Last week my daughter brought home…the blue note. She’s in fifth grade, and apparently, this colored piece of paper is a symbolic rite of passage for pre-pubescent and newly-pubescent youth. I went to a Catholic grade school, and while we had a puberty talk, I don’t remember what color the permission slip was. But “THE BLUE NOTE” was a big deal.
My kids bounded through the front door (middle child, oldest, then youngest with the rage of a lion, always in that order). “Mom, LOOK what we got at school!!!” She was equal parts horrified, excited, nervous and thrilled. Honestly that’s probably how most kids feel about puberty in general.
I knew this was coming. I knew there would be “the talk” in fifth grade…and still. I’ve always been open with her about the changes her body will go through. I’ve always explained things matter-of-factly. I’ve spoken openly about my own body changes and menstrual cycles. But this felt different. Official. Ominous, even?
See, it’s WAY more than periods and pimples. It changes EVERYTHING. Cynically, I realize my daughters will face things as a “woman” that they’ve been mostly protected from as girls. (Not all girls are protected from this, and for you I’m angry that someone would do this.) As a girl’s body becomes more curvy, as she becomes PHYSICALLY ABLE to conceive, the weight of all those ramifications weigh her down. I know I’m drawing from my own experiences, and shouldn’t project that on my daughters, but I want to protect them. I don’t want them to be cat-called or wolf-whistled or looked up and down by a pervy creeper–or worse.
But I can’t stop time. I can’t stop these changes in their bodies. And I don’t want to. I know each new chapter of life holds new beauty. One thing I do want to change, though, is how we’re talking to our youth about puberty. While I feel like things have come a LONG way since I was in school, there’s far to go. I’m not necessarily saying these changes should be made at a school level, since I know there are a lot of perspectives and beliefs and sensitivities. But it can start at home. It can start with us.
- Periods aren’t shameful. They’re a normal and very natural occurrence, and women shouldn’t have to go into hiding or keep themselves from activities they love. (Unless they want to hole up under the covers and binge-eat chocolate, I completely get that.)
- There are so many more options for period care now than there were when I was younger. Bulky pads and stabby tampons aren’t the only options, and girls should KNOW that.
- Cramps HURT, PMS is real, periods suck: I get that every body is different and that we don’t want to scare girls with the truth, but I think it’s better to over-prepare than under-prepare. They need to know that heavy bleeding, debilitating cramps, or extreme fatigue might be a very real thing for them, but that they’re not alone, and there are medical professionals who can help minimize these symptoms (possibly).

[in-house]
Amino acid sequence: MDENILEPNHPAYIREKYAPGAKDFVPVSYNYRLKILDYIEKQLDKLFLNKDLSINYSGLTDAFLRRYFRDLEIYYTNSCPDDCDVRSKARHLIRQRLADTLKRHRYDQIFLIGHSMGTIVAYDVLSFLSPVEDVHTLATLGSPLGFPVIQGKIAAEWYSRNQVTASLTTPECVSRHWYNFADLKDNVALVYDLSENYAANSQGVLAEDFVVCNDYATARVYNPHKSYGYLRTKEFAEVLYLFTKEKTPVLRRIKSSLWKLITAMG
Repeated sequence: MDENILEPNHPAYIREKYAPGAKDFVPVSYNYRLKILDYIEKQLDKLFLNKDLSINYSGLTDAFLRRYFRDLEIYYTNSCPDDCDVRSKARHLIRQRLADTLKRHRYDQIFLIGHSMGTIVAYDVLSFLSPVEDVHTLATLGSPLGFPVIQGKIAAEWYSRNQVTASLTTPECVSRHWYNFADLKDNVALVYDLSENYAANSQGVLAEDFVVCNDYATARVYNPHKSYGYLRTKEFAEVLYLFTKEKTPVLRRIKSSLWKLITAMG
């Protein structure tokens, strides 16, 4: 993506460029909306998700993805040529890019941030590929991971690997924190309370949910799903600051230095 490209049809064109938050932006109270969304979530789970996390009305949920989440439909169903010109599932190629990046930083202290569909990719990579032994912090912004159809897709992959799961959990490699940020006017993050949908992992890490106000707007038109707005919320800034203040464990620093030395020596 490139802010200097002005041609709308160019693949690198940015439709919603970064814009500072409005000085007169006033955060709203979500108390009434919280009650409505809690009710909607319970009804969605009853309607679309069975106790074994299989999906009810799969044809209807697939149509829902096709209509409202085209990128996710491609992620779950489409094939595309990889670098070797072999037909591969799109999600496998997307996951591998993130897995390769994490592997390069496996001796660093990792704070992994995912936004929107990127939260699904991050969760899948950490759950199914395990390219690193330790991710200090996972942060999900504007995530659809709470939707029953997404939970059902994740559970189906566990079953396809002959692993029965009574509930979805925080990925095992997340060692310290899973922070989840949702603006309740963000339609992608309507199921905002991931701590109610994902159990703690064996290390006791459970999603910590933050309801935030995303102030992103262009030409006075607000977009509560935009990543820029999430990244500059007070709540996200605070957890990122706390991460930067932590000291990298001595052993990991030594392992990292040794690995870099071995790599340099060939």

- Girls need to know what boys go through and vice versa. I understand separating the sexes for the bulk of the puberty talk, but boys need to know what periods are, why girls get them, and how to be supportive, or at the very least, not belittle or tease girls about it. Girls need to know that boys will start getting erections for no apparent reason, so they need to just ignore it, know that it’s normal, and nor belittle or tease boys about it. Boys experience a lot of shame with this, and not many people talk about it.
- Boys and girls need to know about sex. Now. The physical information, how to prevent pregnancy, how to engage in respectful relationships. When the body is physically ready, the mind is not long after. Though it may seem light years away, it’s better to be proactive and provide accurate information than try to undo the damage of bad intel and bad decisions down the road.
After receiving the “blue note” from my daughter’s school, I followed up with the school nurse to get a link to the video they’ll be watching. I think every parent should do this. Um…guys/gals? It’s a CRINGE fest. But not entirely in a bad way. Part of me was cracking up from the bad acting and eye-roll-worthy lines, “You’ll get so used to your period you’ll hardly notice it.” But another part of me felt a kinship with the girls in the video, who would have been not much younger than me when the video was made. (Okay, maybe a lot younger, but still.) It wasn’t all bad, but wasn’t all good. That’s why you should watch it for yourself, and talk with your son or daughter about the messages you’d like to clarify or correct.
You can also find other videos or resources to use along with the school video. Don’t let that be the only point of contact for your daughter on this crucial life change. Pull up your big-girl panties (with the heavy-flow pad with wings) and have that talk! It’s not so bad. 😉